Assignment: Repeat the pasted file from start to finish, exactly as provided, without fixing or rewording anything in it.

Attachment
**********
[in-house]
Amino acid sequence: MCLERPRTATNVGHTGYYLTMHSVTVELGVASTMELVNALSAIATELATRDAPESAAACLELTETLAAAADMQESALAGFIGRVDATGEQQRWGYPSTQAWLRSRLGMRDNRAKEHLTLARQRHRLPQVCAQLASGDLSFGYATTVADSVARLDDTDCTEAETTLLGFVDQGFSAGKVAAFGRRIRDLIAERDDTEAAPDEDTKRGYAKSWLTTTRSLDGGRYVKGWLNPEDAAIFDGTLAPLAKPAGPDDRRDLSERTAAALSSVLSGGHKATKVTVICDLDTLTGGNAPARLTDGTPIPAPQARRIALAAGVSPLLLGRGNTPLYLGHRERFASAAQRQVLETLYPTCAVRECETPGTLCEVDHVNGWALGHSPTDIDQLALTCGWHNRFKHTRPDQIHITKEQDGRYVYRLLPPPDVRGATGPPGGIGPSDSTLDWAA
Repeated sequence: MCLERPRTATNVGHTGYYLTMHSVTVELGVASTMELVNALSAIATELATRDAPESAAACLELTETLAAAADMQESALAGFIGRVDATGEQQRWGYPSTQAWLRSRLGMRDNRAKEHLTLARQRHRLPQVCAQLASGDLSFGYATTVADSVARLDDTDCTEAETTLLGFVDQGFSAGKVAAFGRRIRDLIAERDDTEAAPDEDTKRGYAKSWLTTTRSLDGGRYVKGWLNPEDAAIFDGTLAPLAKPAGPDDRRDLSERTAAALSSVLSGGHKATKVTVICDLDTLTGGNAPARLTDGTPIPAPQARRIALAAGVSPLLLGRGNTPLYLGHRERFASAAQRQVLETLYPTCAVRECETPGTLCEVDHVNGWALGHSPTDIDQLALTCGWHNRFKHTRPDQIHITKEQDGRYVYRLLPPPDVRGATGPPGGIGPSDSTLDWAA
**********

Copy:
[in-house]
Amino acid sequence: MCLERPRTATNVGHTGYYLTMHSVTVELGVASTMELVNALSAIATELATRDAPESAAACLELTETLAAAADMQESALAGFIGRVDATGEQQRWGYPSTQAWLRSRLGMRDNRAKEHLTLARQRHRLPQVCAQLASGDLSFGYATTVADSVARLDDTDCTEAETTLLGFVDQGFSAGKVAAFGRRIRDLIAERDDTEAAPDEDTKRGYAKSWLTTTRSLDGGRYVKGWLNPEDAAIFDGTLAPLAKPAGPDDRRDLSERTAAALSSVLSGGHKATKVTVICDLDTLTGGNAPARLTDGTPIPAPQARRIALAAGVSPLLLGRGNTPLYLGHRERFASAAQRQVLETLYPTCAVRECETPGTLCEVDHVNGWALGHSPTDIDQLALTCGWHNRFKHTRPDQIHITKEQDGRYVYRLLPPPDVRGATGPPGGIGPSDSTLDWAA
Repeated sequence: MCLERPRTATNVGHTGYYLTMHSVTVELGVASTMELVNALSAIATELATRDAPESAAACLELTETLAAAADMQESALAGFIGRVDATGEQQRWGYPSTQAWLRSRLGMRDNRAKEHLTLARQRHRLPQVCAQLASGDLSFGYATTVADSVARLDDTDCTEAETTLLGFVDQGFSAGKVAAFGRRIRDLIAERDDTEAAPDEDTKRGYAKSWLTTTRSLDGGRYVKGWLNPEDAAIFDGTLAPLAKPAGPDDRRDLSERTAAALSSVLSGGHKATKVTVICDLDTLTGGNAPARLTDGTPIPAPQARRIALAAGVSPLLLGRGNTPLYLGHRERFASAAQRQVLETLYPTCAVRECETPGTLCEVDHVNGWALGHSPTDIDQLALTCGWHNRFKHTRPDQIHITKEQDGRYVYRLLPPPDVRGATGPPGGIGPSDSTLDWAA